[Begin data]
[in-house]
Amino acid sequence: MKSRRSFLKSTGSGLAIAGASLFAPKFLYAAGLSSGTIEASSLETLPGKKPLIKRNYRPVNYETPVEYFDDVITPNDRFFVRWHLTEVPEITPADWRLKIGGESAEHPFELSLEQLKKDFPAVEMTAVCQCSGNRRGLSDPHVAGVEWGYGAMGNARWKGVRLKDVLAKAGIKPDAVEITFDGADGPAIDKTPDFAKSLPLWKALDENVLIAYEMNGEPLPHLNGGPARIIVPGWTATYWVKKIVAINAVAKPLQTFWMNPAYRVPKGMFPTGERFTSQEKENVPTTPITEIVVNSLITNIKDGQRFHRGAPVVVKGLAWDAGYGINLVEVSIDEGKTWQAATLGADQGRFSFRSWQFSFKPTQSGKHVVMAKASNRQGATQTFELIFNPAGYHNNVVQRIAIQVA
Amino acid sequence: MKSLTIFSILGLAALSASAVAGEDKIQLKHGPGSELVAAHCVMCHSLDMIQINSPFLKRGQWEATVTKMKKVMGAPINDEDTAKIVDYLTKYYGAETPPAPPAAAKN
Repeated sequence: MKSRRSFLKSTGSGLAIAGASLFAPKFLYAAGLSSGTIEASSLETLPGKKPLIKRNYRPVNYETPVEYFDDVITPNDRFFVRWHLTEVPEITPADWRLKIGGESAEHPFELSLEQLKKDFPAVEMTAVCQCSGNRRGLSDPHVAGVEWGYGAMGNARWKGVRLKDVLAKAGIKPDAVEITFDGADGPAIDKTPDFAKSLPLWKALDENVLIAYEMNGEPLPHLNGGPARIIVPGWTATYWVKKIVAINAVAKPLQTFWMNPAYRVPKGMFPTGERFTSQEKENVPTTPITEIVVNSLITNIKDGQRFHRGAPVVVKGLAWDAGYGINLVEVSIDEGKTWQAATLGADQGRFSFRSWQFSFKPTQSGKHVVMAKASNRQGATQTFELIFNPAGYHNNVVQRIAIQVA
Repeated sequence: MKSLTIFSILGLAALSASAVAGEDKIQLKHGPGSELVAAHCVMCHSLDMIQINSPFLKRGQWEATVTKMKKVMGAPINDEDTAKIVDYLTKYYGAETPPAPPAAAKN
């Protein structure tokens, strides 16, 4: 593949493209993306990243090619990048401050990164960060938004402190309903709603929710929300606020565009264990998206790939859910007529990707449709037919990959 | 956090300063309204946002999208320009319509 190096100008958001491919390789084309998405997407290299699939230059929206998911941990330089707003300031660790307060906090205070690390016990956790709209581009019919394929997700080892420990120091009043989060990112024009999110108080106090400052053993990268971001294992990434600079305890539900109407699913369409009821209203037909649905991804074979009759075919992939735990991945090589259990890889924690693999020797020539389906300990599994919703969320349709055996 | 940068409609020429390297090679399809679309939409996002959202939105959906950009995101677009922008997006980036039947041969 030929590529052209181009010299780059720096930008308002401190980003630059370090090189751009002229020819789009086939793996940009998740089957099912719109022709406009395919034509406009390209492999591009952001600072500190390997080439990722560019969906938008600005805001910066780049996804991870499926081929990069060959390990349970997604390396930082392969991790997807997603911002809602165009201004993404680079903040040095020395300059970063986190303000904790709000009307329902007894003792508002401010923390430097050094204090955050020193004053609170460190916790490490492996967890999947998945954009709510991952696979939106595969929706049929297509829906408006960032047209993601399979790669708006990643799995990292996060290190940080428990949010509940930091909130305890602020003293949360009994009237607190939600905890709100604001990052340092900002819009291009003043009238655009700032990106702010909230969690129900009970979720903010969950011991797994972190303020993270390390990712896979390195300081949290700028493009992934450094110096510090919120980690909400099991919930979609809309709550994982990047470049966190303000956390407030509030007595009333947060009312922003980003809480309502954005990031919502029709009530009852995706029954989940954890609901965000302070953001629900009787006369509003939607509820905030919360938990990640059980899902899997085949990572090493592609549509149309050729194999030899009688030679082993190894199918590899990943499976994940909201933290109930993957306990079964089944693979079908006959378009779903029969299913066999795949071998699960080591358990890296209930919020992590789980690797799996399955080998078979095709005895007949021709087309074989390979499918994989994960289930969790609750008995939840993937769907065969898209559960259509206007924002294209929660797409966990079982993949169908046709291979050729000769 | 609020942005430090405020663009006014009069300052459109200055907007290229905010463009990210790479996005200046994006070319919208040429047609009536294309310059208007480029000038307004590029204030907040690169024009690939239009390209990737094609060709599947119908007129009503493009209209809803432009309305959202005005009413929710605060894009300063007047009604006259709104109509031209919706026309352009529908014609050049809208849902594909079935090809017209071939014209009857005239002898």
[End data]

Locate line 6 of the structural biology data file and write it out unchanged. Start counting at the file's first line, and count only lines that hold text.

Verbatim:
């Protein structure tokens, strides 16, 4: 593949493209993306990243090619990048401050990164960060938004402190309903709603929710929300606020565009264990998206790939859910007529990707449709037919990959 | 956090300063309204946002999208320009319509 190096100008958001491919390789084309998405997407290299699939230059929206998911941990330089707003300031660790307060906090205070690390016990956790709209581009019919394929997700080892420990120091009043989060990112024009999110108080106090400052053993990268971001294992990434600079305890539900109407699913369409009821209203037909649905991804074979009759075919992939735990991945090589259990890889924690693999020797020539389906300990599994919703969320349709055996 | 940068409609020429390297090679399809679309939409996002959202939105959906950009995101677009922008997006980036039947041969 030929590529052209181009010299780059720096930008308002401190980003630059370090090189751009002229020819789009086939793996940009998740089957099912719109022709406009395919034509406009390209492999591009952001600072500190390997080439990722560019969906938008600005805001910066780049996804991870499926081929990069060959390990349970997604390396930082392969991790997807997603911002809602165009201004993404680079903040040095020395300059970063986190303000904790709000009307329902007894003792508002401010923390430097050094204090955050020193004053609170460190916790490490492996967890999947998945954009709510991952696979939106595969929706049929297509829906408006960032047209993601399979790669708006990643799995990292996060290190940080428990949010509940930091909130305890602020003293949360009994009237607190939600905890709100604001990052340092900002819009291009003043009238655009700032990106702010909230969690129900009970979720903010969950011991797994972190303020993270390390990712896979390195300081949290700028493009992934450094110096510090919120980690909400099991919930979609809309709550994982990047470049966190303000956390407030509030007595009333947060009312922003980003809480309502954005990031919502029709009530009852995706029954989940954890609901965000302070953001629900009787006369509003939607509820905030919360938990990640059980899902899997085949990572090493592609549509149309050729194999030899009688030679082993190894199918590899990943499976994940909201933290109930993957306990079964089944693979079908006959378009779903029969299913066999795949071998699960080591358990890296209930919020992590789980690797799996399955080998078979095709005895007949021709087309074989390979499918994989994960289930969790609750008995939840993937769907065969898209559960259509206007924002294209929660797409966990079982993949169908046709291979050729000769 | 609020942005430090405020663009006014009069300052459109200055907007290229905010463009990210790479996005200046994006070319919208040429047609009536294309310059208007480029000038307004590029204030907040690169024009690939239009390209990737094609060709599947119908007129009503493009209209809803432009309305959202005005009413929710605060894009300063007047009604006259709104109509031209919706026309352009529908014609050049809208849902594909079935090809017209071939014209009857005239002898």